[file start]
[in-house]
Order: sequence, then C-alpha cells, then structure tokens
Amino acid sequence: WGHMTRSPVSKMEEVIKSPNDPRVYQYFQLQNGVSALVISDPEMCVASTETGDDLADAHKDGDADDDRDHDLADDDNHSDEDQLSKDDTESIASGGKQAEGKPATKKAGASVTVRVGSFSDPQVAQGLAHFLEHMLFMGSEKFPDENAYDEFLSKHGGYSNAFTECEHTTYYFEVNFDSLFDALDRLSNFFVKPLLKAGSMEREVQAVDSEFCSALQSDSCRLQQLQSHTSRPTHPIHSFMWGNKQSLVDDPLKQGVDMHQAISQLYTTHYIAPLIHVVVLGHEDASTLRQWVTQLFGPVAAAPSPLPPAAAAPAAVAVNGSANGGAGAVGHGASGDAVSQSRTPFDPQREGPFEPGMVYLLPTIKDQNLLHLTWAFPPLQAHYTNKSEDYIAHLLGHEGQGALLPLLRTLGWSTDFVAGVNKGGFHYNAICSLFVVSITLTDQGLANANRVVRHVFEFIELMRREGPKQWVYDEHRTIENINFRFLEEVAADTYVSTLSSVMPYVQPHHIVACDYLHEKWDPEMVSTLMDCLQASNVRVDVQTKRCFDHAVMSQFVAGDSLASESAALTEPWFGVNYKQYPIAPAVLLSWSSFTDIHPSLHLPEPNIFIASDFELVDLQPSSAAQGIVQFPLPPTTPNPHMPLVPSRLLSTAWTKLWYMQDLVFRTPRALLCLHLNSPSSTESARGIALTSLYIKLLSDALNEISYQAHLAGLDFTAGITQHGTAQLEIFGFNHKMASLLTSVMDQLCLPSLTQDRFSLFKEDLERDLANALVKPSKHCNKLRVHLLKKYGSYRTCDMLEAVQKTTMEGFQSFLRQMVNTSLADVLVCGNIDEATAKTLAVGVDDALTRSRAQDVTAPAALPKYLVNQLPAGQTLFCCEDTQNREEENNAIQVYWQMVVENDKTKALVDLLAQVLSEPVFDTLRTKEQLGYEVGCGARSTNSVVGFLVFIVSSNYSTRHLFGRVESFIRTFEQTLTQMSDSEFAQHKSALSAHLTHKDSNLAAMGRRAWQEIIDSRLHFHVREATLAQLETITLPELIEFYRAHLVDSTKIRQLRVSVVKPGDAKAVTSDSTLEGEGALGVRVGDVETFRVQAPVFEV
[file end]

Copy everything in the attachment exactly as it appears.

[in-house]
Order: sequence, then C-alpha cells, then structure tokens
Amino acid sequence: WGHMTRSPVSKMEEVIKSPNDPRVYQYFQLQNGVSALVISDPEMCVASTETGDDLADAHKDGDADDDRDHDLADDDNHSDEDQLSKDDTESIASGGKQAEGKPATKKAGASVTVRVGSFSDPQVAQGLAHFLEHMLFMGSEKFPDENAYDEFLSKHGGYSNAFTECEHTTYYFEVNFDSLFDALDRLSNFFVKPLLKAGSMEREVQAVDSEFCSALQSDSCRLQQLQSHTSRPTHPIHSFMWGNKQSLVDDPLKQGVDMHQAISQLYTTHYIAPLIHVVVLGHEDASTLRQWVTQLFGPVAAAPSPLPPAAAAPAAVAVNGSANGGAGAVGHGASGDAVSQSRTPFDPQREGPFEPGMVYLLPTIKDQNLLHLTWAFPPLQAHYTNKSEDYIAHLLGHEGQGALLPLLRTLGWSTDFVAGVNKGGFHYNAICSLFVVSITLTDQGLANANRVVRHVFEFIELMRREGPKQWVYDEHRTIENINFRFLEEVAADTYVSTLSSVMPYVQPHHIVACDYLHEKWDPEMVSTLMDCLQASNVRVDVQTKRCFDHAVMSQFVAGDSLASESAALTEPWFGVNYKQYPIAPAVLLSWSSFTDIHPSLHLPEPNIFIASDFELVDLQPSSAAQGIVQFPLPPTTPNPHMPLVPSRLLSTAWTKLWYMQDLVFRTPRALLCLHLNSPSSTESARGIALTSLYIKLLSDALNEISYQAHLAGLDFTAGITQHGTAQLEIFGFNHKMASLLTSVMDQLCLPSLTQDRFSLFKEDLERDLANALVKPSKHCNKLRVHLLKKYGSYRTCDMLEAVQKTTMEGFQSFLRQMVNTSLADVLVCGNIDEATAKTLAVGVDDALTRSRAQDVTAPAALPKYLVNQLPAGQTLFCCEDTQNREEENNAIQVYWQMVVENDKTKALVDLLAQVLSEPVFDTLRTKEQLGYEVGCGARSTNSVVGFLVFIVSSNYSTRHLFGRVESFIRTFEQTLTQMSDSEFAQHKSALSAHLTHKDSNLAAMGRRAWQEIIDSRLHFHVREATLAQLETITLPELIEFYRAHLVDSTKIRQLRVSVVKPGDAKAVTSDSTLEGEGALGVRVGDVETFRVQAPVFEV